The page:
This is the hugest book ever. I have been reading it and reading it. It’s about Edward Murrow as you might have imagined, and I will just tell you now that Edward Murrow was quite a person. He wasn’t always perfect (of course), but I admire him tremendously. Everyone I know is now tired of hearing Edward R. Murrow stories. Like the one about when he went to Buchenwald with the troops, and people there – people who were in Buchenwald – recognized him and asked if he remembered them. And the one about how someone asked his four-year-old son Casey if he had been to the playground and Casey said, “I have not. I have spent the day investigating Washington.”
But my favorite story is this story. Someone Murrow knew had been blacklisted, and had subsequently (of course) had trouble finding work, so this guy was going to sue the blacklist people, and the lawyer fee was $10,000. Edward Murrow told the guy, no worries, CBS will pay for it, it’s in everyone’s best interests that CBS pay for it; so he went and asked CBS to pay for it, and CBS said no. So Edward Murrow said to the guy, okay, you pay what you can, and I’ll pay the rest, which was $7500. He said he didn’t want to be paid back. He said it was “an investment in America.” He said he had a son to raise and he wanted this lawsuit to work out because the blacklist was paid. And eventually the guy won the libel suit and got several million dollars, and still Edward Murrow wouldn’t let him pay him back.
So that is a really nice story. Edward Murrow was a really good guy. I admire him, and I enjoyed this book a lot. It was very sad in many ways because Edward Murrow was often very depressed and felt defeated, and the author conveyed that quite well. I found it hard to read some of it, how unhappy Edward Murrow must have been. Like when he said it was a hell of a thing for your eight-year-old son to be called a dirty Communist. That hurt my heart. Poor Edward Murrow.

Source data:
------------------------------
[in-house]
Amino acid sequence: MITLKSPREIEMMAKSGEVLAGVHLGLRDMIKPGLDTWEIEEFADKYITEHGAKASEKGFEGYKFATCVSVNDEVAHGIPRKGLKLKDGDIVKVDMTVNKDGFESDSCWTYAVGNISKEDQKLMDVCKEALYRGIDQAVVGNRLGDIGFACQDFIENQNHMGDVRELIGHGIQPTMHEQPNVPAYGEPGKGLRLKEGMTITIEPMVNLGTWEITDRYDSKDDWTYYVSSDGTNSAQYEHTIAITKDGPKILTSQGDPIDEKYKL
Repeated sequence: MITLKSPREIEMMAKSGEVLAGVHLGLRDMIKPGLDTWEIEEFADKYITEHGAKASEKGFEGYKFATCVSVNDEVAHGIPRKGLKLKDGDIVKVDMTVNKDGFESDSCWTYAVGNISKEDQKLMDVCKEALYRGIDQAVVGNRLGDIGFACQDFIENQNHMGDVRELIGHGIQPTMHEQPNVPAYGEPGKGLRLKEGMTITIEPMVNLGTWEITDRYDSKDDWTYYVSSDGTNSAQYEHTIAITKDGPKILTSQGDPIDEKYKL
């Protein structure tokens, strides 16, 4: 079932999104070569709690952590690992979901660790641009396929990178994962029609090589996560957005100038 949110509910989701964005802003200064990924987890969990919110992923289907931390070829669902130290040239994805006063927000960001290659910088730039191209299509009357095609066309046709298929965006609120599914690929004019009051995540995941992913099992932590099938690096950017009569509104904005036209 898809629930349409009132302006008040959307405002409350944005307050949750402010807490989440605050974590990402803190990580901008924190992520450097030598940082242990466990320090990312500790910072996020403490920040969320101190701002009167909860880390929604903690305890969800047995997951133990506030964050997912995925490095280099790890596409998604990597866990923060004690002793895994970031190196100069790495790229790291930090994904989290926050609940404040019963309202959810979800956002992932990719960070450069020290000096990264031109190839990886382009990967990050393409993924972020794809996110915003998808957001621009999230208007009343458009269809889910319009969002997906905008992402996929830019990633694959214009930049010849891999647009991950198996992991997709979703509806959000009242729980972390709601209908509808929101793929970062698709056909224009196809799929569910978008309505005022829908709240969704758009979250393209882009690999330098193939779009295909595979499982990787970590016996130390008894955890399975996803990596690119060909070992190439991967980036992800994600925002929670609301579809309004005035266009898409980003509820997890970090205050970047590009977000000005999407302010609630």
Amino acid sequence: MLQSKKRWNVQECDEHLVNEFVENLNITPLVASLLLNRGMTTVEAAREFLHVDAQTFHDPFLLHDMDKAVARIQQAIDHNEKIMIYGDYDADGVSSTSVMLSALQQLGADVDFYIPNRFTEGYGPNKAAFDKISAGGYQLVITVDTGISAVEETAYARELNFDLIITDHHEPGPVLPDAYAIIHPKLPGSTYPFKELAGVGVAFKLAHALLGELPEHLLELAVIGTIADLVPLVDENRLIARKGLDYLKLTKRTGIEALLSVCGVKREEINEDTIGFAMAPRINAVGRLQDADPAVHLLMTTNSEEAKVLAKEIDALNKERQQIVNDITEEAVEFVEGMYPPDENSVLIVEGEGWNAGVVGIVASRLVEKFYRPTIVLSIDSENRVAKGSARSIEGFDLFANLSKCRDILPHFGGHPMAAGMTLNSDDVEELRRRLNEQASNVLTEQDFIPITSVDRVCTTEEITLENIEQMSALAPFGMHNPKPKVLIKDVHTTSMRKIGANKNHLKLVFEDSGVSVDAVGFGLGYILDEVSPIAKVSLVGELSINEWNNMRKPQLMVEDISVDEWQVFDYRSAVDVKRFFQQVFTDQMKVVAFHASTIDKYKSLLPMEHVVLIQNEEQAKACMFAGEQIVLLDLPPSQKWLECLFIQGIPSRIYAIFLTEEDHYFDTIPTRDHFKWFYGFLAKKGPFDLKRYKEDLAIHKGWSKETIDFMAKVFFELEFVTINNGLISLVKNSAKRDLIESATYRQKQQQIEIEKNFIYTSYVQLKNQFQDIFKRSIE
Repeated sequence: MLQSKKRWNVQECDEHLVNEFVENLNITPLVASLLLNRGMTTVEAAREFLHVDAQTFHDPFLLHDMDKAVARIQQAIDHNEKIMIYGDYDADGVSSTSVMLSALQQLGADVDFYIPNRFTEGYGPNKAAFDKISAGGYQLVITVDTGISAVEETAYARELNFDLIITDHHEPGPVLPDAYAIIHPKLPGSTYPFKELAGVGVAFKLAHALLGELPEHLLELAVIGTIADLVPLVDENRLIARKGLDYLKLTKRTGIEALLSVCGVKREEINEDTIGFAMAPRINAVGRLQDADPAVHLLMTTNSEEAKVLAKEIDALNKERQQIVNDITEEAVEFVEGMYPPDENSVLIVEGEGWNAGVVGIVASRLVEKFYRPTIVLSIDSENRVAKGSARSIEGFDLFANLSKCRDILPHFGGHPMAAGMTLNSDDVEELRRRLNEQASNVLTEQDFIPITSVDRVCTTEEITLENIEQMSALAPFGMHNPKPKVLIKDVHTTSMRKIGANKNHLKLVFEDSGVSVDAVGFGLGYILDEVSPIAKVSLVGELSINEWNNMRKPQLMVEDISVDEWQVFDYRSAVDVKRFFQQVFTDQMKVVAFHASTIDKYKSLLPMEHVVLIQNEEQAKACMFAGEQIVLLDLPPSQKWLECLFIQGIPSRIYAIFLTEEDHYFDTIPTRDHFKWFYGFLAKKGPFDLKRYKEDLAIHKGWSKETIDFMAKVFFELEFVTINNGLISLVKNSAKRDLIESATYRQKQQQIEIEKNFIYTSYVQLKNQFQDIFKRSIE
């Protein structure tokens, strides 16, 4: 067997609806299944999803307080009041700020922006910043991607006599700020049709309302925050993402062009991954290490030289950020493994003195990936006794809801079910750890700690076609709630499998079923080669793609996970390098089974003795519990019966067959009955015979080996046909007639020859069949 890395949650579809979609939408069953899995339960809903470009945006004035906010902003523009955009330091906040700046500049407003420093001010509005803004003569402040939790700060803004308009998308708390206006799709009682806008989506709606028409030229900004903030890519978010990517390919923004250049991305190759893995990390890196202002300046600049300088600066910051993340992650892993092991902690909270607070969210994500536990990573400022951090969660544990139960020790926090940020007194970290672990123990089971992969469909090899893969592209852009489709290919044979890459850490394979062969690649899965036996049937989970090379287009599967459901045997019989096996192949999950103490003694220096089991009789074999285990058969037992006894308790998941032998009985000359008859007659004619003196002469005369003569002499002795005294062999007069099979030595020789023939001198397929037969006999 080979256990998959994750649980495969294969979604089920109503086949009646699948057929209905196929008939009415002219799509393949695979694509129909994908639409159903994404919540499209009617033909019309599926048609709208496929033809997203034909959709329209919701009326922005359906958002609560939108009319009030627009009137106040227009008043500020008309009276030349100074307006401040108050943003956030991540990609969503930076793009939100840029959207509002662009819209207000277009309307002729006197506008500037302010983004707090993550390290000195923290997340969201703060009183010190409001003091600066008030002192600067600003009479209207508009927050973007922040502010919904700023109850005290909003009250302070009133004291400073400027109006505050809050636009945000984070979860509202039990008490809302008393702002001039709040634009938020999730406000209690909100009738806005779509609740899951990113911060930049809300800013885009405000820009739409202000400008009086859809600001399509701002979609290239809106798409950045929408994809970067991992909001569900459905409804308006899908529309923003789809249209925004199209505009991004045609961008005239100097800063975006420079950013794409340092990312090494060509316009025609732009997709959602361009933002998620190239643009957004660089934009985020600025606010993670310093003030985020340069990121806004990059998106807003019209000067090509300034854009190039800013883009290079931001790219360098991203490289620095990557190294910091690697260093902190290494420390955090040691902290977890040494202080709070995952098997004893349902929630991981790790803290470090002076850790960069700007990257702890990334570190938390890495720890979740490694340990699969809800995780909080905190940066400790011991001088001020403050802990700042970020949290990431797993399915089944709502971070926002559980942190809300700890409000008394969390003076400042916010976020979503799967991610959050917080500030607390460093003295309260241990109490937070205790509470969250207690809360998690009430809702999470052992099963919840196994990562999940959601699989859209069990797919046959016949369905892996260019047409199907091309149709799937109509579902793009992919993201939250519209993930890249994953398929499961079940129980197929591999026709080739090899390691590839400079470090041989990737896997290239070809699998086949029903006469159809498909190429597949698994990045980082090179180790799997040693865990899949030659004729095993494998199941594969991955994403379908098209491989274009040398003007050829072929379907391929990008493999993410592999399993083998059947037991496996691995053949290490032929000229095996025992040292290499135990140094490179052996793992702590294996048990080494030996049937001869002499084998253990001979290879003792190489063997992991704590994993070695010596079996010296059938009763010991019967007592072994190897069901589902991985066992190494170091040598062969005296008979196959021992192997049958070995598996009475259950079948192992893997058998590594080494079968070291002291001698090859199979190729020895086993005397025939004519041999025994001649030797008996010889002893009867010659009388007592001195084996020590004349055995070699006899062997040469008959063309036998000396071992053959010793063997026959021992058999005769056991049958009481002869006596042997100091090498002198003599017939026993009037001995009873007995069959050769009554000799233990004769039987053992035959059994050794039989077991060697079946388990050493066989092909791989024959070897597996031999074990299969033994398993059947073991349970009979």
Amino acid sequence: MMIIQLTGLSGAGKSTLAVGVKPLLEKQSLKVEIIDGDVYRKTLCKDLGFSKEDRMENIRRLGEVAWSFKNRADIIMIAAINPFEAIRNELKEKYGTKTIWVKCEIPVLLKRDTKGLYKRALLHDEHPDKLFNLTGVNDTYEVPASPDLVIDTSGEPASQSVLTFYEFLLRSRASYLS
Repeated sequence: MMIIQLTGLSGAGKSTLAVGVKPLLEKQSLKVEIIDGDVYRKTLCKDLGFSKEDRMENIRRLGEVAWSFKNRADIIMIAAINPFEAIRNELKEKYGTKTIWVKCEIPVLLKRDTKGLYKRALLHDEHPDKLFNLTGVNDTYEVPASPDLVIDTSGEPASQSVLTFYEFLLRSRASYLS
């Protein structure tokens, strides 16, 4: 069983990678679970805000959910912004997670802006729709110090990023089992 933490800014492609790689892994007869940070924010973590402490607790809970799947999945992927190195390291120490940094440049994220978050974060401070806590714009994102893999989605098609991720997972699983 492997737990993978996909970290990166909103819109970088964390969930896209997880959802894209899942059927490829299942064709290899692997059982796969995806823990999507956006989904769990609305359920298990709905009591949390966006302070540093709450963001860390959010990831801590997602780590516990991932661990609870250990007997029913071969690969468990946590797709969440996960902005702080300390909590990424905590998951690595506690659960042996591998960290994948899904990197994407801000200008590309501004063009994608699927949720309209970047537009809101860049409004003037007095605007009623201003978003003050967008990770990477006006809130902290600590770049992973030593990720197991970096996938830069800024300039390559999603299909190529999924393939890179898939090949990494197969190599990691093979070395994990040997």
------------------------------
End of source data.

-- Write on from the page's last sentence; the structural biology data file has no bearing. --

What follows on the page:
I thought that sometimes the author wasted a lot of time on setting up a story or anecdote that didn’t really lead anywhere; i.e., to understand the story you had to have all this very dull backstory first, and then the story itself wasn’t that interesting to start with. As well I had the same problem I always have with biographies, which is that I couldn’t keep track of all the characters there were, which was many, many, many.
My other complaint was, not enough Janet Murrow. I believe that Janet Murrow was a very cool and smart person, and I wanted to hear more about Edward Murrow’s family generally. Family is important! I wanted to know more about it!
Still, it was an excellent book. While I was reading it, I started also watching Good Night and Good Luck, to see how it compared. I liked it that I knew who all the characters were – aha, Robert Downey Jr. is Wershba!, I said to myself with happiness – but I decided to wait until I finished the book, to watch the movie. So that I would know what was going to happen in the film, and also so that I could decide how I felt about the way they did all the different things. I shall watch it tomorrow maybe.
I always feel guilty when I forget the name of a character, especially since I can practically imagine their personality but I just can’t put a name to it. *Sigh* I actually have that problem with real people as well – I’ll remember how they look like but I won’t remember their names :S
And I always try to read the book before the movie, the book’s usually better the movie ~
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